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Knowing the Body

2004 Second Web Report

On Serendip

The Second Shift

Sara Ansell

Women have pushed forward in the struggle for equality. Today women are staples in the professional world. More women are attending college than men as proved in recent studies. Women have outnumbered men on college campuses since 1979, and on graduate school campuses since 1984. More American women than men have received bachelor's degrees every year since 1982. Even here on Haverford's campus, the Admissions Office received more applications from women for early decision candidacy than men for the eighth straight year. The wage gap is slowly decreasing and the fight for proper day care services along with insurance coverage for birth control pills are passionate issues for women across America. From the outside, it seems we have come along way. But step closer. Stop looking at the fights we have won and are continuing to fight as measures of our success. Look deeper. Look into the every day life of a working woman today in the United States. What you will find there tells a very different story of a woman's world today.

In 2002 the journal "Sex Roles: A Journal of Research" published a study on women and their roles in the family. The study found that "Seven out of ten married parents believe child care should be shared equally, but two-thirds of the moms said they mainly cared for children....[additionally] women continue to spend about three to seven times as many hours as men on cleaning and laundry tasks." This information does not cease with this study alone. The New York Times recently published an article which also explored the inner workings of an American family. The article quotes its own study: "The average working woman also gets about an hour's less sleep each night than the average stay-at-home mom. And men spend more time than women both at their jobs and on leisure and sports." The results in the New York Times were based on a survey of 21,000 people who were asked to record how they had spent every hour in a single 24-hour period.

Perhaps you are saying to yourself "I already knew this but couldn't prove it." Whether or not you could have guessed this information or have possibly lived to tell your own stories about juggling the responsibilities of family-life and work, the underlying and disturbing question is, how can this be so today? How can it be that modern women who have seemingly come so far in becoming recognized as thriving active members of business, politics, and society in general still be struggling with the same gender roles with which their grandmothers dealt? How is it that women have broken out of many of the confines holding them back from the public sphere, but women are still expected to fulfill traditional roles within the private sector?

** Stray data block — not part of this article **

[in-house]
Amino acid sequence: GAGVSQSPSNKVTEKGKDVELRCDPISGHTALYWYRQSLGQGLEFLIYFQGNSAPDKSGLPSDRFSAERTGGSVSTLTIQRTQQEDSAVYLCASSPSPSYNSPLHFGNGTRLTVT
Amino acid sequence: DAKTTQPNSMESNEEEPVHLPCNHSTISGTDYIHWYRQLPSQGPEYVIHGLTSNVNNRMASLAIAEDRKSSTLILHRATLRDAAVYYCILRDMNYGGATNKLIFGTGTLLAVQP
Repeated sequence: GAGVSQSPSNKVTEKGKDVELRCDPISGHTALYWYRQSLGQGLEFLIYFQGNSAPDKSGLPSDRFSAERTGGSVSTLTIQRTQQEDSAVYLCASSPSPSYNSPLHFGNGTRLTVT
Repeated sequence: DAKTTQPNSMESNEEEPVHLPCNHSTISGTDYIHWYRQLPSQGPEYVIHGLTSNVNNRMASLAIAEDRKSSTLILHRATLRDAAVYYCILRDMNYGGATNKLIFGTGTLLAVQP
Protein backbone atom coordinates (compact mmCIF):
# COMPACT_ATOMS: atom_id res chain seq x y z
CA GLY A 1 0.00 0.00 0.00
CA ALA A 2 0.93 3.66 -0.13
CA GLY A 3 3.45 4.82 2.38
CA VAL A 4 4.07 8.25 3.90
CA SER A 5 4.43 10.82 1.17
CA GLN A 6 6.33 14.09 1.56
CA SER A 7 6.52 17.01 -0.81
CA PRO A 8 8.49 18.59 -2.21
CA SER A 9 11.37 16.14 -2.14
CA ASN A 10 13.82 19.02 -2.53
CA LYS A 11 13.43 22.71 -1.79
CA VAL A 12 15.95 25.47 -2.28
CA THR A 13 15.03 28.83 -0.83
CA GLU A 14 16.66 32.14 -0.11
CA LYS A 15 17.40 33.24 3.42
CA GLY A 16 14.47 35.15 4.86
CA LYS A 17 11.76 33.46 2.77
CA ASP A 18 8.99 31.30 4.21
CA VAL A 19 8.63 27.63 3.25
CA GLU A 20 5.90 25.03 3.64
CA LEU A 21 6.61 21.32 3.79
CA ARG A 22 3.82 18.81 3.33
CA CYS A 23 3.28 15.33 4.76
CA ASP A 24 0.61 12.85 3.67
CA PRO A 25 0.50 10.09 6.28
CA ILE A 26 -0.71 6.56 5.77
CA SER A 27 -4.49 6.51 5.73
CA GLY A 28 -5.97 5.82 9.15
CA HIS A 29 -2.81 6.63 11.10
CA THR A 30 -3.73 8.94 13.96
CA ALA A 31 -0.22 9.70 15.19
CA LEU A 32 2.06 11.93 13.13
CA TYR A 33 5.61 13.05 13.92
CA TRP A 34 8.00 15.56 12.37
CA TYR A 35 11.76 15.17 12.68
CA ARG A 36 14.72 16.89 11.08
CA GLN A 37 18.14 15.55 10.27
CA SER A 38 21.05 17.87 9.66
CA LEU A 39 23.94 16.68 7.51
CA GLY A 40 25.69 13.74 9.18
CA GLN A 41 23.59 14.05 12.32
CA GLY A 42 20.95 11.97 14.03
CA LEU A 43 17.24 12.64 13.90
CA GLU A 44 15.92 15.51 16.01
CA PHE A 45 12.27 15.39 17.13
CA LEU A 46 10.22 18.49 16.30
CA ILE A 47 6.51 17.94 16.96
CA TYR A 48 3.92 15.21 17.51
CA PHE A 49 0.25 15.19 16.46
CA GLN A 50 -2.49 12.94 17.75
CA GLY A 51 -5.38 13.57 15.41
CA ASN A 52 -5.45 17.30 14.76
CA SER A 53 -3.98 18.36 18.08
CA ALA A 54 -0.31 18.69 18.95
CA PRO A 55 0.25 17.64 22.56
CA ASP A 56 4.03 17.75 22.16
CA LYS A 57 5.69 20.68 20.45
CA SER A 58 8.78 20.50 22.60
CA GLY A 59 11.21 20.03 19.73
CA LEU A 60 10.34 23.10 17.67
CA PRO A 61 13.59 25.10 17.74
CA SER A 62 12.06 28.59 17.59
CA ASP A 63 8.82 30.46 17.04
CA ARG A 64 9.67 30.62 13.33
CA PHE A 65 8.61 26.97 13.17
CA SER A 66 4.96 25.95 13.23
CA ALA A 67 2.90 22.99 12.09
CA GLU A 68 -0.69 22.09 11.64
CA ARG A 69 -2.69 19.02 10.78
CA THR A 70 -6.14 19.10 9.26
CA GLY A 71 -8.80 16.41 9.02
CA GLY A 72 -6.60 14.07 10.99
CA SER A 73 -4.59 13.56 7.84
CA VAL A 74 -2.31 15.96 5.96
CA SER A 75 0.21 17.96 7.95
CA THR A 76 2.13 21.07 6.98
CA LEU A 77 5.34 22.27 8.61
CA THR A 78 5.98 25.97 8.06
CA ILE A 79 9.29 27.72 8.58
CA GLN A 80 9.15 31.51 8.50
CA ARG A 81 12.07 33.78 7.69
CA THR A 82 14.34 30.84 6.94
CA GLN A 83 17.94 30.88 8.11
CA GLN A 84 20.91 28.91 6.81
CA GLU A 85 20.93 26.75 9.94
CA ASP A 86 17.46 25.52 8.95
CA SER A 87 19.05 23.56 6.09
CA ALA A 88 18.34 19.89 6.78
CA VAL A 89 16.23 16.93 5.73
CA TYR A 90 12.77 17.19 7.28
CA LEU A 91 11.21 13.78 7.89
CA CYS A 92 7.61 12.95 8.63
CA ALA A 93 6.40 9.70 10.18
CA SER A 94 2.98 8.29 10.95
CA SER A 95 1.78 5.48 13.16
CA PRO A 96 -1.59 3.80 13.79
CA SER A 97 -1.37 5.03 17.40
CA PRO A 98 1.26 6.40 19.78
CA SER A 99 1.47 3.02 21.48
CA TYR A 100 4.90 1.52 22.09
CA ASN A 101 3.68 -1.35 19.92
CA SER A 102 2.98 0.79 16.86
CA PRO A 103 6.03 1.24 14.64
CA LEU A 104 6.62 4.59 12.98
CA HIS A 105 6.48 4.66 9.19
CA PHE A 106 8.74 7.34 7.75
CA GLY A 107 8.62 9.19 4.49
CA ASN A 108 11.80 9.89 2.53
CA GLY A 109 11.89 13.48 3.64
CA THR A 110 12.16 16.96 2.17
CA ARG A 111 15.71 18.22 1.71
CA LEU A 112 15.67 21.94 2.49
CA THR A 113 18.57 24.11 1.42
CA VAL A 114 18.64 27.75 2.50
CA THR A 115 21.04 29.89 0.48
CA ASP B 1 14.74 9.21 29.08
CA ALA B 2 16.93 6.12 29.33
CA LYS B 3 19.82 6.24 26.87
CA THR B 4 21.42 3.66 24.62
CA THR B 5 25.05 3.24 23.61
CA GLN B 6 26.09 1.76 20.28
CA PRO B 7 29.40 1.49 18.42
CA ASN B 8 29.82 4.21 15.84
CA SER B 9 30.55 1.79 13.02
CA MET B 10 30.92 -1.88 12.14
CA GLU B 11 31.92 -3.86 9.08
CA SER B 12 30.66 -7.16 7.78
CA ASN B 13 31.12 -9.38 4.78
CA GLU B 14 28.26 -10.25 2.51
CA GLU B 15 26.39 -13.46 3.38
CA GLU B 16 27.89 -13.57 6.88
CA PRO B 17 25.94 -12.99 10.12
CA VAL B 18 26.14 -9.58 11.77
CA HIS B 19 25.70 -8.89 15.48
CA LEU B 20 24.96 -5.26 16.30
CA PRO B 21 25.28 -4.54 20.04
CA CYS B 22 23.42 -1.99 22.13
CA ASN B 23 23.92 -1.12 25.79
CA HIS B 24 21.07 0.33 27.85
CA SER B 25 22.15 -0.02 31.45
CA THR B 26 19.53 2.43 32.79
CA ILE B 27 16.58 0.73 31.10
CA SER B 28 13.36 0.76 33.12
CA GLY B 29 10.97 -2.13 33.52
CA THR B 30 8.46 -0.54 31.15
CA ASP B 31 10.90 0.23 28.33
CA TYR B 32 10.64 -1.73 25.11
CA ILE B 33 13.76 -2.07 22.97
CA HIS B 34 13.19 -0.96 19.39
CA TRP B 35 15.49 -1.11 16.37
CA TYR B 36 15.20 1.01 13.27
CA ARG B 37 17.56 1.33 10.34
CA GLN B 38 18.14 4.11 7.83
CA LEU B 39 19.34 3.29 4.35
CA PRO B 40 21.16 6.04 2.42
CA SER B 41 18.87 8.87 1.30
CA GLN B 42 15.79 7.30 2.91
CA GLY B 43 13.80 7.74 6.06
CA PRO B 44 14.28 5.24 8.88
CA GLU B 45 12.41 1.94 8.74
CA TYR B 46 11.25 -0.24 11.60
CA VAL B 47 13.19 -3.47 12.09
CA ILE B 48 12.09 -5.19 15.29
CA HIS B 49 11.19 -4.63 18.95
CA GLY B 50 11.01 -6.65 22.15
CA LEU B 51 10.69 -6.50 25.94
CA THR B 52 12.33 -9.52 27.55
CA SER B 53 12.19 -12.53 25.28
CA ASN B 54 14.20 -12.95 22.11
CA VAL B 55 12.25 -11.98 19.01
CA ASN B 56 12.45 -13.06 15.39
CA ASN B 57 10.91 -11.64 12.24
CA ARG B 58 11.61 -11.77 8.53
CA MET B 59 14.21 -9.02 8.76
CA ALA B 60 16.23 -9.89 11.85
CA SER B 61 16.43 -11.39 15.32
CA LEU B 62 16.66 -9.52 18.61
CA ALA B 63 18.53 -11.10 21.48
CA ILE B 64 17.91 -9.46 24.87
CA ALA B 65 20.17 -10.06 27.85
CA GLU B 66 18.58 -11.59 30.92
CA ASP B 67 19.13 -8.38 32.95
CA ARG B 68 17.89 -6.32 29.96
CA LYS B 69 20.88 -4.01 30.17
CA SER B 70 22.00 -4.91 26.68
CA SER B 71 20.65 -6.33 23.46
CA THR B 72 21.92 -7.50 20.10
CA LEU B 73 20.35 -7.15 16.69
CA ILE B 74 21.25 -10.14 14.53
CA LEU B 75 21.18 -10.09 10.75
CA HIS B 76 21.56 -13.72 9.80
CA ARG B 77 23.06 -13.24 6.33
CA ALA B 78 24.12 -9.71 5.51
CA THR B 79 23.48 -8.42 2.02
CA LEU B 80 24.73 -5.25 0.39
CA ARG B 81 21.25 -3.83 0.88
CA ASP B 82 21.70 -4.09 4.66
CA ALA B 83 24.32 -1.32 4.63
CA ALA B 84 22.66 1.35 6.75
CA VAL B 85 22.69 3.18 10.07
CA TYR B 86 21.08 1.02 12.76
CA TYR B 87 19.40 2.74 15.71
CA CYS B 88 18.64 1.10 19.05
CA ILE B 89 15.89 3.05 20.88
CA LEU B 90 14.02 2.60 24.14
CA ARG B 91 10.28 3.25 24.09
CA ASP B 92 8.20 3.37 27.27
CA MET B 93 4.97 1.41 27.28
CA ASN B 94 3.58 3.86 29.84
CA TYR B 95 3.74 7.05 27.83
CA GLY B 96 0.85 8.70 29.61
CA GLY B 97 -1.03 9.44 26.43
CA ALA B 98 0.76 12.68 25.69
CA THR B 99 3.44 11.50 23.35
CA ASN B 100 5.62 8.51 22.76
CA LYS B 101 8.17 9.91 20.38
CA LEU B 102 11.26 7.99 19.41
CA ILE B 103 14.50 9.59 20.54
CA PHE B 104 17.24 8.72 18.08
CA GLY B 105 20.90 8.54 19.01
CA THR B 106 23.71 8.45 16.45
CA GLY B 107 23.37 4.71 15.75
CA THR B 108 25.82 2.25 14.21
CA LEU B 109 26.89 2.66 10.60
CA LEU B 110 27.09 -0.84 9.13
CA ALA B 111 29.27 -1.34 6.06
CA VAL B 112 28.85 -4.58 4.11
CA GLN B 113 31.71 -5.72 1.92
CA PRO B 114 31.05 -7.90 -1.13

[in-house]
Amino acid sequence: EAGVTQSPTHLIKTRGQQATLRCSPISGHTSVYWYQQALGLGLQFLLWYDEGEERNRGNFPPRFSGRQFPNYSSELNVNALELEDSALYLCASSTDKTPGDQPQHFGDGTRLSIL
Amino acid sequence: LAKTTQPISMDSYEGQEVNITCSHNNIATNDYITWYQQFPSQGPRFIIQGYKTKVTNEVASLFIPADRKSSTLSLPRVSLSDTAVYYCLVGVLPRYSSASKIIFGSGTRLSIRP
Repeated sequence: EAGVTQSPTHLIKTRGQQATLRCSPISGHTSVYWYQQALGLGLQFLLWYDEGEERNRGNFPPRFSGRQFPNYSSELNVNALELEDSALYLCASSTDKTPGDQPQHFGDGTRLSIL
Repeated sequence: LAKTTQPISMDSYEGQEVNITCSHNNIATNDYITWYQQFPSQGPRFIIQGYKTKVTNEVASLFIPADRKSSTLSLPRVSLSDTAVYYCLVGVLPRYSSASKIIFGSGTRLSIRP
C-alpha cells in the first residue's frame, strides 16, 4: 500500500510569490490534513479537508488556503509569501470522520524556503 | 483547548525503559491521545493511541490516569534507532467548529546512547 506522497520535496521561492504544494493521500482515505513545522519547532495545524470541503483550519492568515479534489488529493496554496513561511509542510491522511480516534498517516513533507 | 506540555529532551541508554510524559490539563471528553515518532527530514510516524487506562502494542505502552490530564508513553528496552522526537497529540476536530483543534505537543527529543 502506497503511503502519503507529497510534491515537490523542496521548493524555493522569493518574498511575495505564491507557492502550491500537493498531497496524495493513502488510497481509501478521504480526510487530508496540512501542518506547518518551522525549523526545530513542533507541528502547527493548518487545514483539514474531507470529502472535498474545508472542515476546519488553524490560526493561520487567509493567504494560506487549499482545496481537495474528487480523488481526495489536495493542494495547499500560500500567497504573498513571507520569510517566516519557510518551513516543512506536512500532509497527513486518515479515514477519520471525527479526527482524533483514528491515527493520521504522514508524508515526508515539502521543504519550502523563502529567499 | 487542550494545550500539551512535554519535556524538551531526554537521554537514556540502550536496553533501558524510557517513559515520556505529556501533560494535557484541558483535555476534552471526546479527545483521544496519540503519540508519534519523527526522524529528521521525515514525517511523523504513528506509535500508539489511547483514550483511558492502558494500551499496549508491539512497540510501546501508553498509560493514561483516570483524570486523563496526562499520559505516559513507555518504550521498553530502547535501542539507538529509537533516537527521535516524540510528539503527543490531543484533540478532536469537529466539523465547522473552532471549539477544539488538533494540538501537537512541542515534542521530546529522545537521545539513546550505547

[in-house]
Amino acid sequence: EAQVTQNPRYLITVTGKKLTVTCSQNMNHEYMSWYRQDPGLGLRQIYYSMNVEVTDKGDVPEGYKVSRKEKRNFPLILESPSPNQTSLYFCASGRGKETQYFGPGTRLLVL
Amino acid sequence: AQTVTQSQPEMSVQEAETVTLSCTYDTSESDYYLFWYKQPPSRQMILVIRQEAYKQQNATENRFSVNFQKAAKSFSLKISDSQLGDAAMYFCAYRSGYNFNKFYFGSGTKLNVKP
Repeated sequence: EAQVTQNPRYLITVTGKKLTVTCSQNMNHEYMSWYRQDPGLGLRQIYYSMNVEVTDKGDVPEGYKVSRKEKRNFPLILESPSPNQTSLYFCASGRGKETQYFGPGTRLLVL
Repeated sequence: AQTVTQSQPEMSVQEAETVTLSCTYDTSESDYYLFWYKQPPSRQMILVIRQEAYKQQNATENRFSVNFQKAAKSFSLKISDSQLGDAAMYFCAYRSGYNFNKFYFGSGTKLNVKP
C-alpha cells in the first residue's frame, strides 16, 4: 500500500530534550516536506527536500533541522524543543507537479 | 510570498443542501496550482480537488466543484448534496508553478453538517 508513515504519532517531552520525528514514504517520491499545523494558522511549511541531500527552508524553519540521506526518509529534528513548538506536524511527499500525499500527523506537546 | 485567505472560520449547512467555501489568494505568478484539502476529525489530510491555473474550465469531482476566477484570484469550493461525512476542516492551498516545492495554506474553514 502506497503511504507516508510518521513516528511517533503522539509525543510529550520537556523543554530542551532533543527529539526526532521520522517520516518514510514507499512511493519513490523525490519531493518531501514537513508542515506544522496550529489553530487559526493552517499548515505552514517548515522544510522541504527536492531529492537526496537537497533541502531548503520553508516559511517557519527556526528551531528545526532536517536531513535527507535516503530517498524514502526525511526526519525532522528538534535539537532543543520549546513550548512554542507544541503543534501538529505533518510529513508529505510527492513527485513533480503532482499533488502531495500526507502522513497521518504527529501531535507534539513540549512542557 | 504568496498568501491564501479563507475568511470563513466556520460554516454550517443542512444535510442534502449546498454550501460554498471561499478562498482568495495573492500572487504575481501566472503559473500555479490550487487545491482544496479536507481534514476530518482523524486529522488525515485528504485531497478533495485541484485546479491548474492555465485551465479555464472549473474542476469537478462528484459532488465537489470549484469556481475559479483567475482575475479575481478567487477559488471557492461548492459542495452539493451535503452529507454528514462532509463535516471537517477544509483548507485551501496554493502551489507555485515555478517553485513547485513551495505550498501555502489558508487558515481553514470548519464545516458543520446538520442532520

The initial answer is that women today can not simply give up their roles of motherhood and wife because they have gained ground outside the home. Household and child care responsibilities still apply to women even if she wakes early to start her 9am job and doesn't return home until 5pm. Yet, this answer is inherently problematic. The responsibilities discussed above should not mean an inequitable amount of time spent on her children and family as compared to her husband. House-hold responsibilities should not result in less sleep than her husband and having less time for leisure. Household and child care responsibilities should not primarily be a woman's duty. Yet why is it that women still fulfill these duties spending twice as much time on them as men?

Primarily, it is society's expectations for women that force them into double duty. Working women are tolerated if not accepted as long as they don't cease to fulfill their primary role: that of being a woman. Women are the nurturing and care-giving sex. Even the term "mothering" applied to the more nurturing women proves this fact. Working men are fulfilling society's expectations by working. Traditionally men are the breadwinners of a household and by working full time; they are being men in society's sense of the word. Yet perhaps the answer lies deeper than this analysis. The answer could possibly lie not in society's expectations, but in women themselves.